(Songwriter: Bob Dylan)
May 22, 2008

A big factor in my admiration for a band/musician is longevity, which usually comes with a maturity in music and lyrics.  It also must take a certain sacrifice to dig deeper, in order to maintain a creative edge after early success.  Two musicians have done an amazing job of keeping a consistent excellence in the quality of their music over the years.  Neil Young is one (more on him in a later Gem).  The other is Bob Dylan.

In practically all cases where I’ve enjoyed a good band from the 60’s, it’s their post-60’s period that I end up appreciating even more.  I believe the Who and the Stones made their best stuff in their 2nd decade as bands.  A case can even be made with the Beatles, who did not make it out of the 60’s as a group, but individually went on to make some great solo albums.  Van Morrison, the Kinks, the Grateful Dead, Joni Mitchell, Clapton, Paul Simon, Lou Reed, and many others carried on as well.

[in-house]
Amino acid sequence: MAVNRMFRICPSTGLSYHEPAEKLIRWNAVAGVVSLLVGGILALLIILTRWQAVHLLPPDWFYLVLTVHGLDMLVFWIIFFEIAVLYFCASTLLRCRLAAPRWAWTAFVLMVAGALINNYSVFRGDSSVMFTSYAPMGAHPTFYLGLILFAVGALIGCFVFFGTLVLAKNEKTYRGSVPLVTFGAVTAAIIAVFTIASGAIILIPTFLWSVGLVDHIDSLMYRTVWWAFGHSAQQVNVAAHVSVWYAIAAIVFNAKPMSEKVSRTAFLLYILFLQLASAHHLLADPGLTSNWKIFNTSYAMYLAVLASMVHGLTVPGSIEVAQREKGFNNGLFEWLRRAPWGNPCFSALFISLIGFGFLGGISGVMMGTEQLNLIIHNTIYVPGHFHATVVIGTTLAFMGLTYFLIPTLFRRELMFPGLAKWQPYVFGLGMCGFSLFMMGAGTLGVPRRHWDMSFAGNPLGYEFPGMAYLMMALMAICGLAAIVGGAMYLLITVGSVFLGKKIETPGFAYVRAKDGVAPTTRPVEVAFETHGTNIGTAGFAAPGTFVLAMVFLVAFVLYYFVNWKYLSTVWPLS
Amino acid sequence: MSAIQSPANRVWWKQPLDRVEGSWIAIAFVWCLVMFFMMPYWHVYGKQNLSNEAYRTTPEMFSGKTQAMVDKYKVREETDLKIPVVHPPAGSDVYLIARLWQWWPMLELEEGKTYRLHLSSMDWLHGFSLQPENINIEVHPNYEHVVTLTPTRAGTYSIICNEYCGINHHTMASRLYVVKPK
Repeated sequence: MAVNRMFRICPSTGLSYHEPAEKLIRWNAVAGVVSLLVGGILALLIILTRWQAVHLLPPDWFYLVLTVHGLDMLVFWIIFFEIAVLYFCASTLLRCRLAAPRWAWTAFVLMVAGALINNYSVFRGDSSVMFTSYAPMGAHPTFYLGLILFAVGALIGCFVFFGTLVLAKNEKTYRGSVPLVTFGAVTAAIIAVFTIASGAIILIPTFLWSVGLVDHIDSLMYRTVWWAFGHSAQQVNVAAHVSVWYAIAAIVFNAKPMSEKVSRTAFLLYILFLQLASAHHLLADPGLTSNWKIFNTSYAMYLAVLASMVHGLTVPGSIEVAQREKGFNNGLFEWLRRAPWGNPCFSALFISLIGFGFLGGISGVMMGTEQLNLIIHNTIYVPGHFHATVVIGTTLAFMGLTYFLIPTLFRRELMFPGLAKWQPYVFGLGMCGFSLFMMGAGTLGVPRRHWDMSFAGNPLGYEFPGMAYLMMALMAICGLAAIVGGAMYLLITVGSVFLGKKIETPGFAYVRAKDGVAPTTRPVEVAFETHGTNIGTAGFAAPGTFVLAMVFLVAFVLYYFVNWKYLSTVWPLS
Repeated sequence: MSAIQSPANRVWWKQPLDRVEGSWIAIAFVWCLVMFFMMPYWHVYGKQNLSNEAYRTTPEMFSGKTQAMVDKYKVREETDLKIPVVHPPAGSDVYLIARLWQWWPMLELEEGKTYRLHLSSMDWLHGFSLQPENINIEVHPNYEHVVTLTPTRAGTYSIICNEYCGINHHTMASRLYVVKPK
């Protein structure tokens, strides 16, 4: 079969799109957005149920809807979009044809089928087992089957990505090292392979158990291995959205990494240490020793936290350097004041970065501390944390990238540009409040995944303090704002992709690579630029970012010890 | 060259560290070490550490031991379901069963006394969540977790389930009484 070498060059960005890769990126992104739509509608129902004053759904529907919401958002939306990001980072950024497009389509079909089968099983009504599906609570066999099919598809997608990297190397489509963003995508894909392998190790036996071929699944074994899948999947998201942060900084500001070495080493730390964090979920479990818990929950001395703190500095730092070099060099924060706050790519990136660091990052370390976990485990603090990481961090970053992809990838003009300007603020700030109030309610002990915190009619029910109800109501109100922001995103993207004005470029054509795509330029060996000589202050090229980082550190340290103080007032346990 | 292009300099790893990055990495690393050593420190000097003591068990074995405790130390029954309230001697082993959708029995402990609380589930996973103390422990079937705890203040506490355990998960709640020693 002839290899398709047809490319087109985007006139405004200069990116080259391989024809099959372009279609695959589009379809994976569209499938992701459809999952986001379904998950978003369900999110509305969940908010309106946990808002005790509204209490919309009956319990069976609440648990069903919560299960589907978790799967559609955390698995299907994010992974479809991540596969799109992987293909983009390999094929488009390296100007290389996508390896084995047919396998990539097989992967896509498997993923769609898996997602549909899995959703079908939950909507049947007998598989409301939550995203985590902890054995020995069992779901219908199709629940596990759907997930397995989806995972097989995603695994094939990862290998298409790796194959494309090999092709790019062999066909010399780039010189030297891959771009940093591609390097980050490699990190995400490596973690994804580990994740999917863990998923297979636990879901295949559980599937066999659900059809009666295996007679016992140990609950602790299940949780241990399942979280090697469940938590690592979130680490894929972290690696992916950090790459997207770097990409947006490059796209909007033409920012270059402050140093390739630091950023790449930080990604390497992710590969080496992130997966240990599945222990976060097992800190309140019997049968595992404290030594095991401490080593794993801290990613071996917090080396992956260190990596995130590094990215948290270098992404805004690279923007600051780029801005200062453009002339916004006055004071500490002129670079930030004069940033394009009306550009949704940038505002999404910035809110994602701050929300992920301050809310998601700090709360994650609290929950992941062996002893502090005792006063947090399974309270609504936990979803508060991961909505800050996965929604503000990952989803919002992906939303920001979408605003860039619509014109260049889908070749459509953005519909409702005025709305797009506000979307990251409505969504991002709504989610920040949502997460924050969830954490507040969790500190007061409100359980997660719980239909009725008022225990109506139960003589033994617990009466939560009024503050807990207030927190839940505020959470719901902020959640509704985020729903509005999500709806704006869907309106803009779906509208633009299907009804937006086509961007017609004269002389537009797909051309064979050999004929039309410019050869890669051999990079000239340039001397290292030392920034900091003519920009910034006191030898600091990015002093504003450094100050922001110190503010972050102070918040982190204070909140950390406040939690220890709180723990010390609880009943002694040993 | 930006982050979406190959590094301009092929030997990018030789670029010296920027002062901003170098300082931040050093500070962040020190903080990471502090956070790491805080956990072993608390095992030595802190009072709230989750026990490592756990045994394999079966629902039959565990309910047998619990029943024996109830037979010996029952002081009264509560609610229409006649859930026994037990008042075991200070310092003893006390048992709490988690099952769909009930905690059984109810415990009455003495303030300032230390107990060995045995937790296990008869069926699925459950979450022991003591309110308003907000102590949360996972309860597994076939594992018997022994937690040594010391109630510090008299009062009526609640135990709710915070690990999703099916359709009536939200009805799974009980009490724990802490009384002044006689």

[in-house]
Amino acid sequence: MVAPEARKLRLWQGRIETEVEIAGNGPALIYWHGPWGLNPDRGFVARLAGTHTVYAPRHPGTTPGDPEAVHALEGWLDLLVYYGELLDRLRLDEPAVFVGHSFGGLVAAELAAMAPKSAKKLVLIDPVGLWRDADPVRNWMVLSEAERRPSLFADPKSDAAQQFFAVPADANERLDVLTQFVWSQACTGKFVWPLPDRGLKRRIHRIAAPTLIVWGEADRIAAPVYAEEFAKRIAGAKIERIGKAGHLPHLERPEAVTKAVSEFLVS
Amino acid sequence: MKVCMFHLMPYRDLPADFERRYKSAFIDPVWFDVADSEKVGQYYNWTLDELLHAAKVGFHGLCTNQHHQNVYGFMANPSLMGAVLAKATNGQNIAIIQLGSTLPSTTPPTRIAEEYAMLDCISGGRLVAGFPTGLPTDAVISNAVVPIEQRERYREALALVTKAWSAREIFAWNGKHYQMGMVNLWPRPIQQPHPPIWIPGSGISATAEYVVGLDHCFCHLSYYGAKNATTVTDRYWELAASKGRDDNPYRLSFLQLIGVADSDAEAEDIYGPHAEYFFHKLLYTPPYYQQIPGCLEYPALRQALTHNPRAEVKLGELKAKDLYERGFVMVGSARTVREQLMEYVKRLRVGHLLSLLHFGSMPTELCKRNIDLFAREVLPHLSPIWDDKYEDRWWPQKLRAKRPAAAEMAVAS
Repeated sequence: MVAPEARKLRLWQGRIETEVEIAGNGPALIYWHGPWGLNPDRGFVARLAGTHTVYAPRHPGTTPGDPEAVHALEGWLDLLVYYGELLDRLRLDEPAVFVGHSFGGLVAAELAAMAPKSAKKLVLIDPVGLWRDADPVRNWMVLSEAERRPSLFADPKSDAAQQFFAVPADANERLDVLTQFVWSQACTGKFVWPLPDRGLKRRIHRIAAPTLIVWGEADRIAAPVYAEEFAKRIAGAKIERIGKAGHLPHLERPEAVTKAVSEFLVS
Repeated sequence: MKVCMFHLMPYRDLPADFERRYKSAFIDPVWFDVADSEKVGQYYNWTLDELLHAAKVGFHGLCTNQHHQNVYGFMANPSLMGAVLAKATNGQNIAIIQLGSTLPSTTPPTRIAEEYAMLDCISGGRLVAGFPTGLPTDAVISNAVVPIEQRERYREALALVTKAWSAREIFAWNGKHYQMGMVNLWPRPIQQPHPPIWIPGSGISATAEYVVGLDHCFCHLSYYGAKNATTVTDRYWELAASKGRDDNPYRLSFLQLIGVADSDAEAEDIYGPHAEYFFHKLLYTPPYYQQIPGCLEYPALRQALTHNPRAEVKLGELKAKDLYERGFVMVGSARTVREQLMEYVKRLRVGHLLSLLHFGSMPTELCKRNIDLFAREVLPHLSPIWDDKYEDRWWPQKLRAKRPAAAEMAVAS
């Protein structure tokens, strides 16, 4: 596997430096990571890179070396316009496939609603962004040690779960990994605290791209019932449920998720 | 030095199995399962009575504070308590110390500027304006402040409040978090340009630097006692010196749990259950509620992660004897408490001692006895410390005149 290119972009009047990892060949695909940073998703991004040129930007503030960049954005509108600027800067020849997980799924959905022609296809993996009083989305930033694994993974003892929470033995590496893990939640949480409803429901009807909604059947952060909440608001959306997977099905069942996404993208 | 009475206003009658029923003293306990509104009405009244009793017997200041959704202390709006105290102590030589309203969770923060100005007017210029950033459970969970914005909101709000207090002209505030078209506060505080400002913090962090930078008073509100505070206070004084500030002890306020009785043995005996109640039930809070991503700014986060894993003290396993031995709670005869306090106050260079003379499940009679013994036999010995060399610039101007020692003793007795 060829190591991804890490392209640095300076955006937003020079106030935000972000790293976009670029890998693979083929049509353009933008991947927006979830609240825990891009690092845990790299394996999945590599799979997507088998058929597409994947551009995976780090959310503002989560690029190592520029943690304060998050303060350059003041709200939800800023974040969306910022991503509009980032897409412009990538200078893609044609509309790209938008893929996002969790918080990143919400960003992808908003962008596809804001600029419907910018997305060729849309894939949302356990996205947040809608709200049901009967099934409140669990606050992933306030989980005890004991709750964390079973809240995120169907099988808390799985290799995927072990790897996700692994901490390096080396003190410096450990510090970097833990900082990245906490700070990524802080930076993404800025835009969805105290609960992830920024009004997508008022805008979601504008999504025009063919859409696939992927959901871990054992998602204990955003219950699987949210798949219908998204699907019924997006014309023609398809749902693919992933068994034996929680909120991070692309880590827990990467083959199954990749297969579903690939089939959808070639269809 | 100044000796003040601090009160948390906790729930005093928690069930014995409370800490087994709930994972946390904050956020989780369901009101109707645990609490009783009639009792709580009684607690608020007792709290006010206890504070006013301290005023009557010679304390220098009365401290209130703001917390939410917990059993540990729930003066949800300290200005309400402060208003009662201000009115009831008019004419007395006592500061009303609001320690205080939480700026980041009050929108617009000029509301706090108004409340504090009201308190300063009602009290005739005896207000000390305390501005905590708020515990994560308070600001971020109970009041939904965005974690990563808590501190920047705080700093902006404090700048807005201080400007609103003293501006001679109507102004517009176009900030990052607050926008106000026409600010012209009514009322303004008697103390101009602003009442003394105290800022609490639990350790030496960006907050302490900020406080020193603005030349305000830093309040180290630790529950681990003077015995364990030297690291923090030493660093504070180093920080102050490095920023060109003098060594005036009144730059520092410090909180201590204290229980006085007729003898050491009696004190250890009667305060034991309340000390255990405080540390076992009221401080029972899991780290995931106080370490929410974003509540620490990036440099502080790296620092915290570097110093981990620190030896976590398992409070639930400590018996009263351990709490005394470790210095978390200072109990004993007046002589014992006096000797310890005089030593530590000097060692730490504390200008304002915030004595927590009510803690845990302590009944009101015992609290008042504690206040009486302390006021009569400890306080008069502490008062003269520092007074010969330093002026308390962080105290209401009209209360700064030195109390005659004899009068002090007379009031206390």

On the flip side, I rarely latch on for very long to musicians or bands that were great in the 60’s, but in one way or another never really crossed that late 60’s / early 70’s finish line.  Whether they literally did not make it (Hendrix, Joplin, Jim Morrison), burned out (Brian Wilson, Syd Barrett) or lost their creative edge (Grace Slick, Eric Burdon, Ike Turner), I clearly recognize the talent, but the long-term interest doesn't stay with me.

Dylan could have fallen into this latter group as well, having supposedly survived a scare of his own in the mid 60’s (a near-fatal motorcycle accident).  Immediately following that incident, however, he reinvented himself (again) with his ‘John Wesley Harding’ album, and then later released ‘The Basement Tapes’ from the same period.  His sound has kept morphing to this day.  My connection to Dylan's post-60s music has included the albums ‘Blood on the Tracks’, ‘Infidels’, ‘Oh Mercy’, ‘Slow Train Coming’, and ‘Time Out Of Mind’.   Others have latched onto entirely different sets of Dylan albums.  With Dylan, there is really no launch off point, no album where you can tell someone ‘start here’.  It’s ever changing, and almost always great.

….and then there’s Dylan’s live act.  I’ve seen Dylan 4 times and must admit that I’ve been consistently under whelmed.  It’s not the song selection or the music (which in all 4 shows was superb on both accounts).  It’s Dylan’s vocal effort. Even for those of us who enjoy Dylan’s studio vocals (to this day), it’s a tough pill to swallow when he hits the road and tosses his lyrics out like they are one long word.